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A TOPOGRAPHICAL ODE.

Were I a cloud, o'er thee o Keswic-lake!
Oft would I hover on the summer air,

And in thy calmest nook
Reflect my varying form.

5

Now would I nestle on thy cliffy sides,
Or with yon eagles gage on daring wing

The yet unfathom'd depth
Of ether's shoreless sea;

10

Now floating low between thy opening hills,
Where many a village still Content has built,
Diffuse

my flowing vest
Thy bending banks along :

There when the yellow dawn o'erhangs * Lodore,
(Ere yet the Genius of the sounding flood

With yellow glory crowns
The cataract of his pride,)

15

I'll wring the dew-drops from my golden curls,
Or from my light wings shake bespangled rain,

Thy fields and trembling groves
In livelier green to clothe :

20

There, when the fading Sun draws near the tvale,
From whose blue lap the oozy-pillowed waves

Of sheety Basenthwaite
At hazy distance gleam,)

25

I'll weave the crimson lining of the tent,
Where jealous Evening from the musing eye

Pavilions secretly
His couch of dumb repose.

* Lódore, a mountain noted for the waterfall on its side, lies

to the east of lake Keswic. + Lake Basenthwaite stretches westward from Keswic.

30

Were I a mist, I'd arch a dusky vault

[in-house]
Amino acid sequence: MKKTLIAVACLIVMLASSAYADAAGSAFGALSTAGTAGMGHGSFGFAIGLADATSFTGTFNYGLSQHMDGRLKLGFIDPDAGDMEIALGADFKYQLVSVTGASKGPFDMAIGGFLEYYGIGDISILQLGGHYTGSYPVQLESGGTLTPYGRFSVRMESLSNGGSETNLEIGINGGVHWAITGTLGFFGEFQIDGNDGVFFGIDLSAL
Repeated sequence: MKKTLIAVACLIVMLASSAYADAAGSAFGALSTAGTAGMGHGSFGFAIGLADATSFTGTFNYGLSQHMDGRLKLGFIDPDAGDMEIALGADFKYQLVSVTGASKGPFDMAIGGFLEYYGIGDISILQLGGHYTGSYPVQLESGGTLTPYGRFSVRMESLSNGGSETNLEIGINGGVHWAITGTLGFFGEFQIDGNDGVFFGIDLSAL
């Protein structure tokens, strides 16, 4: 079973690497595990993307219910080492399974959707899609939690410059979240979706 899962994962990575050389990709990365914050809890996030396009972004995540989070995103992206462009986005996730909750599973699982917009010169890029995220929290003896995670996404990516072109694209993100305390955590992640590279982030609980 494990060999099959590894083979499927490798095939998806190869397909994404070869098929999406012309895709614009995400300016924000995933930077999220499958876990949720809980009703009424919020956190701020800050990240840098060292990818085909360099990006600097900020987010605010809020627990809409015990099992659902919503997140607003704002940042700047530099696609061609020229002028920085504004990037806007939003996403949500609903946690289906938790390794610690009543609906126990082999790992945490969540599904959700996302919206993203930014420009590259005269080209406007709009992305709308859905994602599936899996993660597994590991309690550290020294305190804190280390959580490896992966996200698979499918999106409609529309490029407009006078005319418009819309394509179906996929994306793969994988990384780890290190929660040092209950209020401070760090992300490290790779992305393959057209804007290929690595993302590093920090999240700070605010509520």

Across the pillaring crags of Borro-dale,

And strew with sullen gloom
Its gray fantastic rocks,

Unbeaming thence the sultry *noon to him,
Whom virgin-beauty's timid eye pursues

As in the tstrife of oars
He plies the fervid arm ;

35

Or on the lonely Ness from chilly urn
Pour vapour, and with dewy fingers hang

A dim-depending veil
About its mossy head,

40

* Borrodale is the southern boundary of the Lake. The peninsulated mountain Borro-ness almost blocks its entrance; within this is a black-lead mine, (see line 126) for the better working of which, a Roman fortress built near the summit of the Ness was pulled down.

+ In August, an annual prize is rowed for on the lake.

Whence the swart fairies of the mine below
Indignant dash'd the work of Roman pride,

A tower tho' thron'd in heaven
Too weak to awe the land.

45

Were I a flame-shaft of the northern * dawn
On Skiddaw's highth I'd take my glittering stand,

And wreathe with flickering fire
His murky brow sublime,

While Darkness still with her broad mantle wraps The giant-limbs of his majestic form,

50 And Silence clasps his foot Save where hoarse torrents rush.

Thence would I stretch my sword cherubic wide
O'er all thy kindling waters, and expand

A ruby sea of fire
Between thy mountains dun.

35

Skiddaw lies to the north of Keswic.

5

Edin., BRAITHWAIT (Richard) 's Rules and Orders for the Government os

28 6d 150 REPRINT.

Then quench the fervent blushes on thy cheek,
And chace the whitening splendor far away

To sparkle thro' the air
In many a fleecy fake.

60

Yet wherefore dream? perchance when life recedes
And woes have rid me of this mortal robe

That tempts my trammeld step
To droil in earthly care,

65

The doom-fulfilling Angel shall conduct
My soul to mansions in the airy halls,

Above thy shining floor
That heave their sapphire roofs;

70

To my delighted spirit shall consign
The rule of every vapour that ascends

Between thy rifted rocks,
Or thro' thy bubbling wave:

Of every breeze that plays along thy breast,
Or shakes the pattering foliage of thy trees,

Of every blast that howls
Thy dark-brown hills among.

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